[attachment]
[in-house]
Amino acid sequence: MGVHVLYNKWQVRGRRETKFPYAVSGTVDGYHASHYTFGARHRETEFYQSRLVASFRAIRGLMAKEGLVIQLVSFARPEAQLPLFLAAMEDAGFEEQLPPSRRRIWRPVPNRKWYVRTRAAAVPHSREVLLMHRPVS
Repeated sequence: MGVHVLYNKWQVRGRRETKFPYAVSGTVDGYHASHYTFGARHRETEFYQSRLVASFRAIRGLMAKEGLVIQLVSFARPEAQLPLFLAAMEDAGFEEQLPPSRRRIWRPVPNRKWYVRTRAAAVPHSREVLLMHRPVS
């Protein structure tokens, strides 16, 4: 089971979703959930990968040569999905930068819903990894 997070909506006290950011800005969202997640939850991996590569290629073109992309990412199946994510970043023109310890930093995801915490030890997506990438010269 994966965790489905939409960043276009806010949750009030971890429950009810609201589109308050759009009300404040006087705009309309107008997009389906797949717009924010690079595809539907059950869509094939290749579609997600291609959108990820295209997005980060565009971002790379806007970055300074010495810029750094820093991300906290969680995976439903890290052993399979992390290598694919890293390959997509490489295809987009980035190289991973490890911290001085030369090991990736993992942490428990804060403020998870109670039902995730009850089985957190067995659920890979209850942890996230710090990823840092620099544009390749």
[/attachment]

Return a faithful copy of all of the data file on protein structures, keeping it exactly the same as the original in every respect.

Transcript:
[in-house]
Amino acid sequence: MGVHVLYNKWQVRGRRETKFPYAVSGTVDGYHASHYTFGARHRETEFYQSRLVASFRAIRGLMAKEGLVIQLVSFARPEAQLPLFLAAMEDAGFEEQLPPSRRRIWRPVPNRKWYVRTRAAAVPHSREVLLMHRPVS
Repeated sequence: MGVHVLYNKWQVRGRRETKFPYAVSGTVDGYHASHYTFGARHRETEFYQSRLVASFRAIRGLMAKEGLVIQLVSFARPEAQLPLFLAAMEDAGFEEQLPPSRRRIWRPVPNRKWYVRTRAAAVPHSREVLLMHRPVS
């Protein structure tokens, strides 16, 4: 089971979703959930990968040569999905930068819903990894 997070909506006290950011800005969202997640939850991996590569290629073109992309990412199946994510970043023109310890930093995801915490030890997506990438010269 994966965790489905939409960043276009806010949750009030971890429950009810609201589109308050759009009300404040006087705009309309107008997009389906797949717009924010690079595809539907059950869509094939290749579609997600291609959108990820295209997005980060565009971002790379806007970055300074010495810029750094820093991300906290969680995976439903890290052993399979992390290598694919890293390959997509490489295809987009980035190289991973490890911290001085030369090991990736993992942490428990804060403020998870109670039902995730009850089985957190067995659920890979209850942890996230710090990823840092620099544009390749």